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Publisher deploys security staff to help journalists facing threats

Rebecca Whittington newA regiopnal publisher is deploying security staff to help journalists who have been subjected to threats online, it has been revealed.

Reach plc’s online safety editor Rebecca Whittington says the company is choosing to “err on the side of caution” in relation to editorial staff who have been the victims of abuse and hate crimes.

Rebecca, pictured, was appointed to her newly-created role in October to help Reach journalists who receive abuse or harassment as a result of their job.

Now, she has spoken out about the work she has undertaken since taking up the position and the “rising hate” she has witnessed in reports from journalists, who she says are being “undermined and demoralised on a daily basis”, about the abuse they face.

Speaking to Nieman Lab, the publication of the Nieman Foundation for Journalism at Harvard University, Rebecca said: “We have seen hate crimes take place, racism, threats against life.

“In those circumstances, we always encourage the victim to report it to the police and we support them with that reporting.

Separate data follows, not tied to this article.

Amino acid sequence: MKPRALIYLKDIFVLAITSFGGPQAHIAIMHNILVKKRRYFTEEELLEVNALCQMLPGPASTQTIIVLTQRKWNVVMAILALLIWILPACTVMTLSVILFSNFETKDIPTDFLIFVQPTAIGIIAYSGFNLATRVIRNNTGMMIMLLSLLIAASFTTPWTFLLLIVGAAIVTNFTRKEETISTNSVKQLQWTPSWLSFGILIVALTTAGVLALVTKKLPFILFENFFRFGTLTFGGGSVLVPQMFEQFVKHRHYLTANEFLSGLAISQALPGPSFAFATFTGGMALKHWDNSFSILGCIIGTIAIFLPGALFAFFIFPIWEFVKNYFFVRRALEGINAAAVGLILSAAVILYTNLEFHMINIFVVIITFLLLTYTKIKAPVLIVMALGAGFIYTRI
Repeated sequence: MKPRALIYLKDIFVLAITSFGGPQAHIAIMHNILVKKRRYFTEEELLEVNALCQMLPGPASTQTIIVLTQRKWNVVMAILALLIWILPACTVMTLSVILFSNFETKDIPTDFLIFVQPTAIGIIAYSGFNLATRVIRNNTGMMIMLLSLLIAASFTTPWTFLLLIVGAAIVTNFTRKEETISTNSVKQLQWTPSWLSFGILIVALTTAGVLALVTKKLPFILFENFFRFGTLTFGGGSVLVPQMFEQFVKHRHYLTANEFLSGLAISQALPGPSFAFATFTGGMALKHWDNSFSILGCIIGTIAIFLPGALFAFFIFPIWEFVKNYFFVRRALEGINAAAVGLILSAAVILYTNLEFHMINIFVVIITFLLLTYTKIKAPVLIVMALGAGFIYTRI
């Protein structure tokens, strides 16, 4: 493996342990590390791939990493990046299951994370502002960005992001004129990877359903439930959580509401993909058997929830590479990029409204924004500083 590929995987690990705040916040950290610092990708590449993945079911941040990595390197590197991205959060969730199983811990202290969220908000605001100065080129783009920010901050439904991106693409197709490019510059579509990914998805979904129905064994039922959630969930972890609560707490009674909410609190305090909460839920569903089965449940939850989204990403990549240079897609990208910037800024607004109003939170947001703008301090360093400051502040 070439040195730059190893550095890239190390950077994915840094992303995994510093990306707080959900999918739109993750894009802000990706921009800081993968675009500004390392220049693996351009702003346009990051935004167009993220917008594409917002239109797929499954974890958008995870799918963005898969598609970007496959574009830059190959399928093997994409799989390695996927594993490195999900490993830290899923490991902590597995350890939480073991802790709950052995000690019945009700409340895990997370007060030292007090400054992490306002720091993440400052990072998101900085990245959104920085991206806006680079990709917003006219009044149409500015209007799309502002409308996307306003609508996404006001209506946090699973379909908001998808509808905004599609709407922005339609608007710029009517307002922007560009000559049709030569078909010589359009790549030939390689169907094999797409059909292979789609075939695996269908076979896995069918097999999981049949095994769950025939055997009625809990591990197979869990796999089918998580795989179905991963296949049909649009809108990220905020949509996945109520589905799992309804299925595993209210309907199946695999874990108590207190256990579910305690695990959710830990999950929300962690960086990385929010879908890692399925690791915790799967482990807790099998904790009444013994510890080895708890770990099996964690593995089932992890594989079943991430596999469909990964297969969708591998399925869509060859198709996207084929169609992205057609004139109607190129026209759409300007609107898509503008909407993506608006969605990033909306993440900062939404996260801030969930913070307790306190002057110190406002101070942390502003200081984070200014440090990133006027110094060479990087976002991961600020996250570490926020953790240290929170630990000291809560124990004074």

“In a case recently, where there were very indirect threats being made on a social media platform, it was really difficult to know who they were coming from.

“We ended up having our security people involved with that so that they could support that journalist.”

Cases of online abuse against journalists covered by HTFP include a “death threat” sent by an anti-vaxxer to JPIMedia data and investigations editor Harriet Clugston.

Last month we also reported how Susie Beever, of Reach title the Hull Daily Mail, had shared fears that anti-vaccination protesters may attack regional journalists following a “terrifying” threat she faced herself.

In 2018, Leeds Live court reporter Stephanie Finnegan revealed she had been issued with a panic alarm by Reach after supporters of the far-right leader ‘Tommy Robinson’ attempted to find out where she lived.

Rebecca also noted that, anecdotally, there was “more abuse and hate taking place against women and people of colour”.

Speaking to HTFP about security staff becoming involved following threats, she said: “I wouldn’t give more detail on individual incidents, but I would say we involve the security team in the majority of reports we receive to ensure a joined-up approach and to err on the side of caution.

“Similarly, we wouldn’t hesitate to involve the police if a crime has been committed.

“The response varies hugely from case to case but the safety of our colleagues is the number one priority.”